I was wrong when I wrote the song from my album with Wired, “A New Hope”.
“If I was free to live, to love, to wrap my arms around you then maybe I could breathe…”
Back in 2003, aged 19, it was the first time I’d really thought about gay marriage and so I began to process what it felt like to know that the possibility of it was so unlikely. The song was about many such frustrations – the frustration of the betrayal of my generation by my parents’ generation who had removed free tertiary education in the UK, frustration in the struggle to get anyone to take you seriously as an emerging artist, the frustration at being told what kind of artist to be in order to be marketable, the frustration inherent in low paid work, but it was the desperation I felt at the thought of any relationships I would have being barred from legal protection. It was a reality back then as it still is for so many in the world. Then in 2006, civil partnerships came into existence in the UK. I had been so tied up in the quagmire of the times that I lost faith it would ever change, but it did. I was wrong.
There would never be any gay characters to play if I became an actor
At my school, going to university was expected of you, and getting into the top universities was essential. I started worrying about university at the age of 15. Why? I wanted to be a singer and an actor, but I was losing my voice to mental and physical illness. I knew that I wasn’t photogenic or sexy enough to be a singer that couldn’t really sing – I wasn’t a Backstreet Boy, so with a failing voice I knew I had to look at other options. Truth is, I couldn’t pick one. I went to see our career officer Sheila every week with a different idea, and I oscillated from one extreme plan to another, never able to settle on one. My English and Drama teacher, Mr Bush, whom I adored was the first person to say that “obviously [you’ll] be applying to Drama school”, and I told him no. Why? Because I didn’t want to spend a career – if I could even meet the luck to be able to develop one – playing some camp artistocrat in a bad Restoration comedy. There would never be any good gay parts, particularly on TV, the medium I’ve adored above all others since I was a little boy; not for a camp, ginger-haired Brit. I’d have to be slim, tall, sexy and Northern since then the only example we had to go by was Queer as Folk or Will & Grace. Well, now there are gay characters EVERYWHERE (Thank God!) And if there’s anyone I would like to thank for changing what gay characters had to look like it would be Eric Stonestreet, Jesse Tyler Ferguson and the amazing people behind Modern Family. It’s just the beginning of normalising gay characters and showing diversity. Maybe now would be the time to re-evaluate becoming an actor?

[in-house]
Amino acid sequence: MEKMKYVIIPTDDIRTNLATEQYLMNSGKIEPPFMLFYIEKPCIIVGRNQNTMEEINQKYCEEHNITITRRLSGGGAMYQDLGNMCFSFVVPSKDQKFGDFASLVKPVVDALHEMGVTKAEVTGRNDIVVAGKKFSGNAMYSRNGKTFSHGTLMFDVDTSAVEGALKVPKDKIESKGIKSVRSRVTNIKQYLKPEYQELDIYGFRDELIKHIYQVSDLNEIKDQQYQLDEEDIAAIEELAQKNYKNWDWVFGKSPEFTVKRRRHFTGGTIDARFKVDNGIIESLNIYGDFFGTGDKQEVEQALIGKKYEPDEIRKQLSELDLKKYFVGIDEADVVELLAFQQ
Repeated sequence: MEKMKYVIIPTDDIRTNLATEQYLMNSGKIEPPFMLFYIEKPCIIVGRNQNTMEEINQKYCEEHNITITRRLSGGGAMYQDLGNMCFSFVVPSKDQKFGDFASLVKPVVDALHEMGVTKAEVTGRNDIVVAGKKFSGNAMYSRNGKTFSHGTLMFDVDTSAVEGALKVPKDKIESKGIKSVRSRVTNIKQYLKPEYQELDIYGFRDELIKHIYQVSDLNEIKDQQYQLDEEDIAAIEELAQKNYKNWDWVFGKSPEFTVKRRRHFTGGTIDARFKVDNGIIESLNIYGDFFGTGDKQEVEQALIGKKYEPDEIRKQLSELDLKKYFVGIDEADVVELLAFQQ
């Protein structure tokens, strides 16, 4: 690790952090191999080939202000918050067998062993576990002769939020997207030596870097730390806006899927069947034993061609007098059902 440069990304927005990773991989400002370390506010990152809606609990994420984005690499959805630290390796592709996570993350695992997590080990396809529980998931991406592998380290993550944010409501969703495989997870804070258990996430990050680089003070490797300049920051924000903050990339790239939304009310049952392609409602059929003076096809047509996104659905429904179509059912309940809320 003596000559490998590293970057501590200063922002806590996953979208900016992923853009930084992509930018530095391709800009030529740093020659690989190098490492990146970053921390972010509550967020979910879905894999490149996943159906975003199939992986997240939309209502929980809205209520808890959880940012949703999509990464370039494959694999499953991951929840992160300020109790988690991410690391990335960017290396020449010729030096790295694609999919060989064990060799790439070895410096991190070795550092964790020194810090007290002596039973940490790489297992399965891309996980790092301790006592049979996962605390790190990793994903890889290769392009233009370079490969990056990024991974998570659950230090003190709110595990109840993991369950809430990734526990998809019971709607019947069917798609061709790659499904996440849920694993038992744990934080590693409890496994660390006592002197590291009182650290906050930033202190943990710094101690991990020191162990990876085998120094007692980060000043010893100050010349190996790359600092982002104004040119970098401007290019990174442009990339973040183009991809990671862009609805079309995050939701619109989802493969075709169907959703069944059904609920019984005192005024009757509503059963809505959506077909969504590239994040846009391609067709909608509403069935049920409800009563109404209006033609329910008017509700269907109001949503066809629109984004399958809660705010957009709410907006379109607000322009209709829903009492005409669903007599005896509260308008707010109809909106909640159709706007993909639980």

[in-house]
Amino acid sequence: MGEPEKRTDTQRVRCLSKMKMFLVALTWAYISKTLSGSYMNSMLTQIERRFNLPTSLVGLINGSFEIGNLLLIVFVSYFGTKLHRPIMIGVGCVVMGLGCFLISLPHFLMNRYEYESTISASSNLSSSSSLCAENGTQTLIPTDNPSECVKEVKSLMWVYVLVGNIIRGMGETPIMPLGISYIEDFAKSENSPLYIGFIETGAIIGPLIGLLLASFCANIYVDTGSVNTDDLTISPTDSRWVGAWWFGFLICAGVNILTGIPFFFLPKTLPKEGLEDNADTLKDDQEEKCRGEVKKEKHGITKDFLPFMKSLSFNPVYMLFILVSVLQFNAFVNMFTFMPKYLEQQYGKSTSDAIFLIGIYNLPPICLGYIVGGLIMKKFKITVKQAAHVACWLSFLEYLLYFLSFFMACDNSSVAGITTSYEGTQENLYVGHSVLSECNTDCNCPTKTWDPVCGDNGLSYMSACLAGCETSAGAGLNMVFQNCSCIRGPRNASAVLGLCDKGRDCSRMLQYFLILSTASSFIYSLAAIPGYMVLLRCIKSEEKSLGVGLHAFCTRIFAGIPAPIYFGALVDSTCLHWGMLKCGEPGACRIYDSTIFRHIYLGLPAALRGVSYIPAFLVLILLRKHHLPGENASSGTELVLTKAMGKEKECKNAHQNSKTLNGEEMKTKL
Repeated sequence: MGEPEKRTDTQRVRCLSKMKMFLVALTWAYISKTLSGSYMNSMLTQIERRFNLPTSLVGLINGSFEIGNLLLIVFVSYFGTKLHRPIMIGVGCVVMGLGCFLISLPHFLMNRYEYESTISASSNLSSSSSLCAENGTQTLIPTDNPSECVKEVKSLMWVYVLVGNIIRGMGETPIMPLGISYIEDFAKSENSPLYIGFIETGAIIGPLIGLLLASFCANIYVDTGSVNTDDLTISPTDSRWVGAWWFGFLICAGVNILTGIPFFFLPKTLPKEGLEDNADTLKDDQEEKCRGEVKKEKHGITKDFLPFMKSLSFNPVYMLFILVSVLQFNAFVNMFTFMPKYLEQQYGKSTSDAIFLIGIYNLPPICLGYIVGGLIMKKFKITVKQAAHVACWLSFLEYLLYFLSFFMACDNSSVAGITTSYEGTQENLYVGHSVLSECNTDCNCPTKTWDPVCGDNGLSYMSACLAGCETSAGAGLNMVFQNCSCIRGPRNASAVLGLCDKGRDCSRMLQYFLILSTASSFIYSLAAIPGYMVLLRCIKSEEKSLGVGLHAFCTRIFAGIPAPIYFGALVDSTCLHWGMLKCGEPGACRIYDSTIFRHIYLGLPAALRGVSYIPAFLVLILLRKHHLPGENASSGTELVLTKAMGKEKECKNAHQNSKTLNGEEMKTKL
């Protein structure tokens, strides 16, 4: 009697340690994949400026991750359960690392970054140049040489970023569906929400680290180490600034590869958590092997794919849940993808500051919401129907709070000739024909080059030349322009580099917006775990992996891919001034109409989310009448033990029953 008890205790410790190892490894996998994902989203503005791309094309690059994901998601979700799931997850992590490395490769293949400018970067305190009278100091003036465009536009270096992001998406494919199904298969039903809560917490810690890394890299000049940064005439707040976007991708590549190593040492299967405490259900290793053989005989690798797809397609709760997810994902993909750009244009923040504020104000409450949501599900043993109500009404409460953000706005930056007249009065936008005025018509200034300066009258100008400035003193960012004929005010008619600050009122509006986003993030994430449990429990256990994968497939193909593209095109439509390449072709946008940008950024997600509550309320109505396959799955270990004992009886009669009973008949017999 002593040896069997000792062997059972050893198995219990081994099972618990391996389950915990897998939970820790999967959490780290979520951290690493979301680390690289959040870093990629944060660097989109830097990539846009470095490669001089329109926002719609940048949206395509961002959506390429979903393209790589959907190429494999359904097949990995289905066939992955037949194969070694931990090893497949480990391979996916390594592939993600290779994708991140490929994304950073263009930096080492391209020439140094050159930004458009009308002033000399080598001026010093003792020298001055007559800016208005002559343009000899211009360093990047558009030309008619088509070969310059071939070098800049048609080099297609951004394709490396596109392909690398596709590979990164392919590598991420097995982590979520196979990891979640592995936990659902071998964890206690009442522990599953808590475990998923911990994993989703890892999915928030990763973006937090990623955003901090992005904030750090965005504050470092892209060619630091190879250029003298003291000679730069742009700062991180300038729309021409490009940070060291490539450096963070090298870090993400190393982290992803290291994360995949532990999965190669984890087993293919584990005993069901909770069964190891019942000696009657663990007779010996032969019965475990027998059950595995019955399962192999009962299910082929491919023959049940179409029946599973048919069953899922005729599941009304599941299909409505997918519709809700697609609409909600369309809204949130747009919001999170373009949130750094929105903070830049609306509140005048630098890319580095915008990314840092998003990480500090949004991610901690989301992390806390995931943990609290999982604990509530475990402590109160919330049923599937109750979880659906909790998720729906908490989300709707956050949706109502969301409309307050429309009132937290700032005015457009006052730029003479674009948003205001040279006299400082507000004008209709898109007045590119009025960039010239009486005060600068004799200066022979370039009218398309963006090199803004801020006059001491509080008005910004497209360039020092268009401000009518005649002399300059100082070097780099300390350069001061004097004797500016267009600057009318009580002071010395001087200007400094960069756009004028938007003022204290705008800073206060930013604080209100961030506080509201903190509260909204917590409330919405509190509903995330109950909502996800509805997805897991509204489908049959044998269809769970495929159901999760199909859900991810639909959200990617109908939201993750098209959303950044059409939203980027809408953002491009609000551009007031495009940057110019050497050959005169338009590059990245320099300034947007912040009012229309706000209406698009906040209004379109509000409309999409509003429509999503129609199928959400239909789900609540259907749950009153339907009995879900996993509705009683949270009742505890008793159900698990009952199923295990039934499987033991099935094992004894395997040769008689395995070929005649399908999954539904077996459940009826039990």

Country Music is shit
Oh God, where do I begin? But I WAS WRONG! Country Music is a crucible of some incredible writing, singing and artistry and it is sadly over-looked and under-appreciated in the UK. As usual, women have been the trail blazers in their genre: Loretta Lynn, Dolly Parton, kd lang, Patsy Cline, Emmylou Harris, Miranda Lambert, Kacey Musgraves, Lee Ann Womack, Angaleena Presley, Alison Krauss, Gillian Welch, Aimee Mann, Wynonna Judd. LOVE, LOVE, LOVE!!!